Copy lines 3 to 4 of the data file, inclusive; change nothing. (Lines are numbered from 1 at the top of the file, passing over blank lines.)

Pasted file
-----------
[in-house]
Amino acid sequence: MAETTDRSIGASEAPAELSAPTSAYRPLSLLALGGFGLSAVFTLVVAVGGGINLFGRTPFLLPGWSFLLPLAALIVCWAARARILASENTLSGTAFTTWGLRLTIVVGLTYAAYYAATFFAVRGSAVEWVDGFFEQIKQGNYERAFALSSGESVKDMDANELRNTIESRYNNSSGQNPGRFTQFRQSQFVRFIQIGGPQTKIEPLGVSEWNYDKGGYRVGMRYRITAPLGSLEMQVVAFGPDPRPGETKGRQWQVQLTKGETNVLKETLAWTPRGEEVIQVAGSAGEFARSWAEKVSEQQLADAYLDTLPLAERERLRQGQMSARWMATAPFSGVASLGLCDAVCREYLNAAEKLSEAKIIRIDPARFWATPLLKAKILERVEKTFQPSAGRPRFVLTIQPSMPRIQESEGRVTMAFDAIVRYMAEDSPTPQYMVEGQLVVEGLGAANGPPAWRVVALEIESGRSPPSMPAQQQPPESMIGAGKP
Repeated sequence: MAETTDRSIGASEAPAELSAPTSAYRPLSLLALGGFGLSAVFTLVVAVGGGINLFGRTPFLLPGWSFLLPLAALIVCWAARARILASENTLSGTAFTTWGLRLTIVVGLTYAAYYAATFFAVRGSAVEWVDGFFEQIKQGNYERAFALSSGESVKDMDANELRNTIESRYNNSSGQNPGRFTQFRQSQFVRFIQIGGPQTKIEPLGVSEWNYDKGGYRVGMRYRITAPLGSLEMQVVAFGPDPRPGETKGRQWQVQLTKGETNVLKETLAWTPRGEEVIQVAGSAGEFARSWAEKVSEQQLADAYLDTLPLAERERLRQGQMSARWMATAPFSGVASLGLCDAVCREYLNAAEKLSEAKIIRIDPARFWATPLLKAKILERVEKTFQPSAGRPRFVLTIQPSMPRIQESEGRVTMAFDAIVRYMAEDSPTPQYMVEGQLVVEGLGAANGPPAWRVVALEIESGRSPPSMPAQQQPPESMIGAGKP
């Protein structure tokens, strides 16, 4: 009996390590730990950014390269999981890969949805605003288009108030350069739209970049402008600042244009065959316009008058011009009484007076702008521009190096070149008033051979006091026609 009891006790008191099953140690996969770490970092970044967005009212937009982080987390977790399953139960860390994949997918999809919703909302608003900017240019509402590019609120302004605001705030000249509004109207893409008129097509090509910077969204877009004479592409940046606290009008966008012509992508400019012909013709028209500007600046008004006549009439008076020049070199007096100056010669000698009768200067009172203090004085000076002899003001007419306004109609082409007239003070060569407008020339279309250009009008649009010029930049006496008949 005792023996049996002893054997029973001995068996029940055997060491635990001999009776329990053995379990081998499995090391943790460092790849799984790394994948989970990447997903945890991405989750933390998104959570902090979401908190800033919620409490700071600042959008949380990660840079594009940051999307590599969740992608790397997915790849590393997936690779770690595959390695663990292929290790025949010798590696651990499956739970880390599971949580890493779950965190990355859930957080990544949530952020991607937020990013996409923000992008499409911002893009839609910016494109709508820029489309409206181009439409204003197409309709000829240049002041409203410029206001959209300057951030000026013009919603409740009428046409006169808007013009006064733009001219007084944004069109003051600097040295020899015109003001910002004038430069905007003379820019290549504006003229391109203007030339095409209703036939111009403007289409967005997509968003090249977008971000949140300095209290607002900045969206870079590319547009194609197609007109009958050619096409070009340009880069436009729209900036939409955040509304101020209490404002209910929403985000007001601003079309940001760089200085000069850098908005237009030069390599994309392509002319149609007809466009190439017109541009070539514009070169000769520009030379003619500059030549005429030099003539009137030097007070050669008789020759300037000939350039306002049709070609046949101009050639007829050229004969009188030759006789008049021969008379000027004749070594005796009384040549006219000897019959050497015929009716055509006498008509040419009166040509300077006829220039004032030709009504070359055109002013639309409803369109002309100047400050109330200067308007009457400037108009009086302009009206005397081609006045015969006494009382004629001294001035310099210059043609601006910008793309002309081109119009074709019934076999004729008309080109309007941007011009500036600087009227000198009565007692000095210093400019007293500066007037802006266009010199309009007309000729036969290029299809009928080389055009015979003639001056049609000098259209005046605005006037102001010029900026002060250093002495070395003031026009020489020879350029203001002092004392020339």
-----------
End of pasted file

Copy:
Repeated sequence: MAETTDRSIGASEAPAELSAPTSAYRPLSLLALGGFGLSAVFTLVVAVGGGINLFGRTPFLLPGWSFLLPLAALIVCWAARARILASENTLSGTAFTTWGLRLTIVVGLTYAAYYAATFFAVRGSAVEWVDGFFEQIKQGNYERAFALSSGESVKDMDANELRNTIESRYNNSSGQNPGRFTQFRQSQFVRFIQIGGPQTKIEPLGVSEWNYDKGGYRVGMRYRITAPLGSLEMQVVAFGPDPRPGETKGRQWQVQLTKGETNVLKETLAWTPRGEEVIQVAGSAGEFARSWAEKVSEQQLADAYLDTLPLAERERLRQGQMSARWMATAPFSGVASLGLCDAVCREYLNAAEKLSEAKIIRIDPARFWATPLLKAKILERVEKTFQPSAGRPRFVLTIQPSMPRIQESEGRVTMAFDAIVRYMAEDSPTPQYMVEGQLVVEGLGAANGPPAWRVVALEIESGRSPPSMPAQQQPPESMIGAGKP
């Protein structure tokens, strides 16, 4: 009996390590730990950014390269999981890969949805605003288009108030350069739209970049402008600042244009065959316009008058011009009484007076702008521009190096070149008033051979006091026609 009891006790008191099953140690996969770490970092970044967005009212937009982080987390977790399953139960860390994949997918999809919703909302608003900017240019509402590019609120302004605001705030000249509004109207893409008129097509090509910077969204877009004479592409940046606290009008966008012509992508400019012909013709028209500007600046008004006549009439008076020049070199007096100056010669000698009768200067009172203090004085000076002899003001007419306004109609082409007239003070060569407008020339279309250009009008649009010029930049006496008949 005792023996049996002893054997029973001995068996029940055997060491635990001999009776329990053995379990081998499995090391943790460092790849799984790394994948989970990447997903945890991405989750933390998104959570902090979401908190800033919620409490700071600042959008949380990660840079594009940051999307590599969740992608790397997915790849590393997936690779770690595959390695663990292929290790025949010798590696651990499956739970880390599971949580890493779950965190990355859930957080990544949530952020991607937020990013996409923000992008499409911002893009839609910016494109709508820029489309409206181009439409204003197409309709000829240049002041409203410029206001959209300057951030000026013009919603409740009428046409006169808007013009006064733009001219007084944004069109003051600097040295020899015109003001910002004038430069905007003379820019290549504006003229391109203007030339095409209703036939111009403007289409967005997509968003090249977008971000949140300095209290607002900045969206870079590319547009194609197609007109009958050619096409070009340009880069436009729209900036939409955040509304101020209490404002209910929403985000007001601003079309940001760089200085000069850098908005237009030069390599994309392509002319149609007809466009190439017109541009070539514009070169000769520009030379003619500059030549005429030099003539009137030097007070050669008789020759300037000939350039306002049709070609046949101009050639007829050229004969009188030759006789008049021969008379000027004749070594005796009384040549006219000897019959050497015929009716055509006498008509040419009166040509300077006829220039004032030709009504070359055109002013639309409803369109002309100047400050109330200067308007009457400037108009009086302009009206005397081609006045015969006494009382004629001294001035310099210059043609601006910008793309002309081109119009074709019934076999004729008309080109309007941007011009500036600087009227000198009565007692000095210093400019007293500066007037802006266009010199309009007309000729036969290029299809009928080389055009015979003639001056049609000098259209005046605005006037102001010029900026002060250093002495070395003031026009020489020879350029203001002092004392020339």